Problem is, this tends to lead people down a route of trying to find value in increasingly weak and long shot targets and then pumping them.

The lesson is not to fall for it when people rewrite history because of short term events.

We can and should trade in youth. 

But we must not become the true believer who really thinks these players are genuinely worth these astronomical sums.

There is a myth that young players are safe investments because they have so long ahead of them. They do indeed have many years ahead of them. But for the majority those years will be spent on the bench or as the impact player at Rennes.

We know exactly what usually happens with this sort of player after their initial spell of hype.

A very small number of them succeed, and breakout of the £2-3 range to get higher. Almost all of them are English and in the EPL or headed there. 

The majority of the time, after their big breakout moment where they spike north of £3 or so, the result has been a big loss thereafter, or stagnation.  

Nobody is owed a rise. If anyone says “this can only go one way” it’s a massive red flag.

A youth trend fit will get a player so far, but after that breakout moment, particularly if they are playing regularly, they are going to need real dividend prospects to succeed long term.

A breakout hatrick or other big performance is one thing. But if 2-3 months later, they have played a lot of games and have a ropey performance scoring record, that price slide will usually start.  

The key is being the early adopter. Finding players early, before they are all the rage, and being an existing holder when that big breakout moment happens.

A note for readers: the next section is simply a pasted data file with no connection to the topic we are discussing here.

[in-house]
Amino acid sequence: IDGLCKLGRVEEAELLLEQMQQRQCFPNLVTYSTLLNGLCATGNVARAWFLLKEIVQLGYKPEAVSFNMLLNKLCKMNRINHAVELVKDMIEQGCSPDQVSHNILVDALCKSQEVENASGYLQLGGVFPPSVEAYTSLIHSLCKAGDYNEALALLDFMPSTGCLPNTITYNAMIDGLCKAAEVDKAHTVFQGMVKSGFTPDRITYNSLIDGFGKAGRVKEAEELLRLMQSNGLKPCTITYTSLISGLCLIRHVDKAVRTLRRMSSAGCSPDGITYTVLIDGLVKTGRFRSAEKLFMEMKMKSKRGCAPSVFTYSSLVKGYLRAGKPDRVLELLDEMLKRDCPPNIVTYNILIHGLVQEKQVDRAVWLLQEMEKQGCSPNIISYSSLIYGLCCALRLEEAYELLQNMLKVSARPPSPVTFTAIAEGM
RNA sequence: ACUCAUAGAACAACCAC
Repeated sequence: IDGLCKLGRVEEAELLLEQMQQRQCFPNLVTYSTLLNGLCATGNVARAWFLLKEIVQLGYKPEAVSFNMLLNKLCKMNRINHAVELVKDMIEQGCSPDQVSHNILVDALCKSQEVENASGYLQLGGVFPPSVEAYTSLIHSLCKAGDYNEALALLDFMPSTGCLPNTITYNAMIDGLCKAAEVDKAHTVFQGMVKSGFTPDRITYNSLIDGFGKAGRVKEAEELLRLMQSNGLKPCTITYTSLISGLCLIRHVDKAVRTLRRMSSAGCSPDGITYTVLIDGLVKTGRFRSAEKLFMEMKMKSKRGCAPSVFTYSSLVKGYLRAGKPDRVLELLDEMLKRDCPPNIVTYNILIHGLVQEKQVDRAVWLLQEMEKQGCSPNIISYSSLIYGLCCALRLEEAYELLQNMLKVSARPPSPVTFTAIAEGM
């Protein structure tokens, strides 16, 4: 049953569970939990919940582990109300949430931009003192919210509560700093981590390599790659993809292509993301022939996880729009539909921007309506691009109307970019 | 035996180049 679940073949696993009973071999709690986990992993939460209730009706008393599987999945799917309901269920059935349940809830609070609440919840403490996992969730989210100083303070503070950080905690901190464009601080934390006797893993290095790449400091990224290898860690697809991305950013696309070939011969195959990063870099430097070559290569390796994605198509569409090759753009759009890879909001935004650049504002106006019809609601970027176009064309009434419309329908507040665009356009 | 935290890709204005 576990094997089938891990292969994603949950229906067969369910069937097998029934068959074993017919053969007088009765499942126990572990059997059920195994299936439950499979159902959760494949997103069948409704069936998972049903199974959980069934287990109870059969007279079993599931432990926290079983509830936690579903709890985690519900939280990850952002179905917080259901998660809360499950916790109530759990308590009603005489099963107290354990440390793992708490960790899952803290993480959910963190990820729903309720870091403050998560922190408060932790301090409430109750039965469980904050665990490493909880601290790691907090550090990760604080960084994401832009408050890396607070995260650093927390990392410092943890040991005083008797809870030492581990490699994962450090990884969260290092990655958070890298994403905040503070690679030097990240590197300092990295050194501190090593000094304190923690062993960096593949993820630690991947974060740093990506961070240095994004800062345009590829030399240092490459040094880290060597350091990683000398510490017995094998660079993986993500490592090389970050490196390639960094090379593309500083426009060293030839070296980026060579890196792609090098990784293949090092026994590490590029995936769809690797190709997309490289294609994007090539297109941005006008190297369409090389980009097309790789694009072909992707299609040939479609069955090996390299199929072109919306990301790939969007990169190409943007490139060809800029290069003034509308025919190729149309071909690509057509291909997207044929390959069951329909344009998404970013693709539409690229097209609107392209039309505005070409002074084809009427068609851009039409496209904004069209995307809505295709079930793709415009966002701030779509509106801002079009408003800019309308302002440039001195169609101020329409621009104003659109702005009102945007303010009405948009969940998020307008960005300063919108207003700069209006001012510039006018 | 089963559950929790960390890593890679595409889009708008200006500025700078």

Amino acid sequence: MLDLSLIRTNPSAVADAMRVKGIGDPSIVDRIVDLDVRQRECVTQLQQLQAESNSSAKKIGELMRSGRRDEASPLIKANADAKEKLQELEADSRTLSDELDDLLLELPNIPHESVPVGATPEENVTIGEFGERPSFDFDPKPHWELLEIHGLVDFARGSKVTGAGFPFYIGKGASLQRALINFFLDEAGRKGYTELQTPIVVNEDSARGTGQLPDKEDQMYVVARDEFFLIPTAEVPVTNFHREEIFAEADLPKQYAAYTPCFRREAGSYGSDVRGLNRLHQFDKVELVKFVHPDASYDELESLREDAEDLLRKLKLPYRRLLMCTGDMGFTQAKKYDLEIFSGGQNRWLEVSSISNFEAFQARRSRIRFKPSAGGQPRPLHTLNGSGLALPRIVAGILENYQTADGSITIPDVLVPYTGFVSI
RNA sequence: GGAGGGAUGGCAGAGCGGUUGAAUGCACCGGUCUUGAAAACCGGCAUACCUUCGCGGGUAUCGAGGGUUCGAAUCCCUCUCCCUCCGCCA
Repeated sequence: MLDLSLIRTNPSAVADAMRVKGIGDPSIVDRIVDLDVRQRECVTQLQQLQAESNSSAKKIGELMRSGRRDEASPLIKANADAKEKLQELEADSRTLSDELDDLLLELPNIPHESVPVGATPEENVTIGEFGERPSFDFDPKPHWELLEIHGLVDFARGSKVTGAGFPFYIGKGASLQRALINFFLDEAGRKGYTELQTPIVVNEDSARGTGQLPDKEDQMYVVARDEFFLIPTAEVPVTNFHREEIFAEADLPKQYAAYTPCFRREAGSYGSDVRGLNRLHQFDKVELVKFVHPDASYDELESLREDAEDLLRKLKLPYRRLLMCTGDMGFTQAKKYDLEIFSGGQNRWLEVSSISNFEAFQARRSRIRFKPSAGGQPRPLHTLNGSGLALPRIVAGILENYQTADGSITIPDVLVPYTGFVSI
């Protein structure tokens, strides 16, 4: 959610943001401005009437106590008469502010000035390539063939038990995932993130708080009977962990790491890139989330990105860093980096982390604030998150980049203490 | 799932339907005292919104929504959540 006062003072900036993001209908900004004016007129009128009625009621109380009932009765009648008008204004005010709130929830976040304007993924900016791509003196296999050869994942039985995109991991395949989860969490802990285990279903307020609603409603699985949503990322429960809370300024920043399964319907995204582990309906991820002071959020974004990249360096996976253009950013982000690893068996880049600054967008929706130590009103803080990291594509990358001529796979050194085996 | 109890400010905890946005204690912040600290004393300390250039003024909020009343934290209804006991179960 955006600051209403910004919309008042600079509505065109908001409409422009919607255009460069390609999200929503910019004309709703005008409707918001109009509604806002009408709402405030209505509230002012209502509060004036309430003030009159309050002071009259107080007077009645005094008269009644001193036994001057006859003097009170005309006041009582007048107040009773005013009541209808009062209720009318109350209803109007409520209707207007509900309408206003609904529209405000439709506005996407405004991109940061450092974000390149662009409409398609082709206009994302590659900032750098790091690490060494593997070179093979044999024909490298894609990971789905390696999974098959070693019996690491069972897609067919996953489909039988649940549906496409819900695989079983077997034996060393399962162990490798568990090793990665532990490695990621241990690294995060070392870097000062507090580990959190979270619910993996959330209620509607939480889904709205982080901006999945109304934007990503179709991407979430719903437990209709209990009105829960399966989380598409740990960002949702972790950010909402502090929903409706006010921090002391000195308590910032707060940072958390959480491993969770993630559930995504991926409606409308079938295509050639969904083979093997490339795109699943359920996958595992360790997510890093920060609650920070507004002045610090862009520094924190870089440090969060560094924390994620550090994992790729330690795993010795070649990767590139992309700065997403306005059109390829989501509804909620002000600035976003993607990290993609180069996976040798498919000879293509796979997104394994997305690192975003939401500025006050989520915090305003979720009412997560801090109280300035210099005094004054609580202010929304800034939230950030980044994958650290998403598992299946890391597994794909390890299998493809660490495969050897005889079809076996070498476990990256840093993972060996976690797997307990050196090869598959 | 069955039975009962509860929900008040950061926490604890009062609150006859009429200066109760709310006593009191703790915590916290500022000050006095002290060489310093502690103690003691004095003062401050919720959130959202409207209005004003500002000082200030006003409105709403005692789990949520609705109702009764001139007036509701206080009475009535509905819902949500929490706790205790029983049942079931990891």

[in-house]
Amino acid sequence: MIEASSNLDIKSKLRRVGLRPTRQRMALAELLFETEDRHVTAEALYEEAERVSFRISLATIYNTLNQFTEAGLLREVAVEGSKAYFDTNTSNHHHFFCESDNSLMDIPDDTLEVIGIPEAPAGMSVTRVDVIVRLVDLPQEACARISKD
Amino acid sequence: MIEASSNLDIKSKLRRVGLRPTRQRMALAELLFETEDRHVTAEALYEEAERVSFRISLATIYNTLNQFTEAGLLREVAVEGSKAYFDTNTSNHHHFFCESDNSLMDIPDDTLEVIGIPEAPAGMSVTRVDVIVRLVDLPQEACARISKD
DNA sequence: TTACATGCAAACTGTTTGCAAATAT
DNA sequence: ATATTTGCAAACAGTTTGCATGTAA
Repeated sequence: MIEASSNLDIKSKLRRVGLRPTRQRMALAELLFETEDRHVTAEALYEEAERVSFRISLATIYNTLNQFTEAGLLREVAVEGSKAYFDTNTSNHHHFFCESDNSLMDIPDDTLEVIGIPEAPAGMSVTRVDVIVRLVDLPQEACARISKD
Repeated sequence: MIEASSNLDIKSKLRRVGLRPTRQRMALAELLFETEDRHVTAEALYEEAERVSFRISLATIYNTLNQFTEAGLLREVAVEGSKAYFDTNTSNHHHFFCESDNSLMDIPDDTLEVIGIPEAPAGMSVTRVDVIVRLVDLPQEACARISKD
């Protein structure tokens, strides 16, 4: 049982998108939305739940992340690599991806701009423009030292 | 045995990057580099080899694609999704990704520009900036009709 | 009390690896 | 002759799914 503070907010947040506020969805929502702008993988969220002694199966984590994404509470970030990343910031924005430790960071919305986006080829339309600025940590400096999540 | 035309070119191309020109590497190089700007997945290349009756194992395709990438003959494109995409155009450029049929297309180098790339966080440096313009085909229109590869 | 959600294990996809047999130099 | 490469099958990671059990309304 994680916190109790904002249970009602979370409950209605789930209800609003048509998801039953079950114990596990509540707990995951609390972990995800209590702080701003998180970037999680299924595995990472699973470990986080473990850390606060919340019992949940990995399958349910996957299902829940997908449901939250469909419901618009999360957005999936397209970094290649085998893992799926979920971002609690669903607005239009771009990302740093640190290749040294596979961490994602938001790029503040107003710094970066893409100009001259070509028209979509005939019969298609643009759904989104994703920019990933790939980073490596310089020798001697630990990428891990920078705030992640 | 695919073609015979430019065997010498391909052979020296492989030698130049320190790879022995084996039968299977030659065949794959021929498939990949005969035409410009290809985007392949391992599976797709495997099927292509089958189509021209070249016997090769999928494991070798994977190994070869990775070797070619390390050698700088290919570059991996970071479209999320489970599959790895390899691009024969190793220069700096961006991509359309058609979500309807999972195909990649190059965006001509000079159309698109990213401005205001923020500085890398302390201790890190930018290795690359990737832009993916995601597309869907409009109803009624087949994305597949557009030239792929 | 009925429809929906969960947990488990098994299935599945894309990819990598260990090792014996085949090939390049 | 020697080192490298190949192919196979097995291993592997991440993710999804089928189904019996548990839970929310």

Before the breakout, the profit potential is huge. After the breakout, the profit potential is limited and the risk of a loss is high.

Fear of Missing Out (FOMO) is a major killer of overall returns.
But if you miss the breakout, the most profitable strategy overall is to leave it well alone and find something else.

Even if that means you miss a big spike for one player, it doesn’t matter at all. 

Our results are the sum total of our decisions, not one trade.

If you have the mentality of charging in late after the breakout in hyped players, you might get your one win.

But that same mindset has probably also trapped a trader into multiple other stagnating or loss making trades. 

The big win will be shouted about. The stagnation and losses quietly swept under the rug. 

Over time, chasing hype is a losing strategy. 

The winning strategy is to buy trend fit players and sell them to hype chasers later at the right moment because they are too willing to overpay.

I’ve done this multiple times in the last few years, often towards later season.

Cheap, strong trend fit but performance ropey players will do, provided the price is right.  

Even better are the young players with actual future performance quality as well as the ideal trend fit.

Curtis Jones and Stengs good examples from this season so far.
They are more likely to reach higher prices, and sustain them for longer periods, since they attract not just flippers but smarter traders too.

9 Oct

This is another long standing thread. In the last July entry below, we had seen lots of kids rise in anticipation of the new season, and I warned not to hold onto overpriced young players too long back then.
Young player prices are brittle, and there is nothing worse than a run of games for a hyped player where they demonstrate that they are not yet world beaters and are well behind the senior members of the squad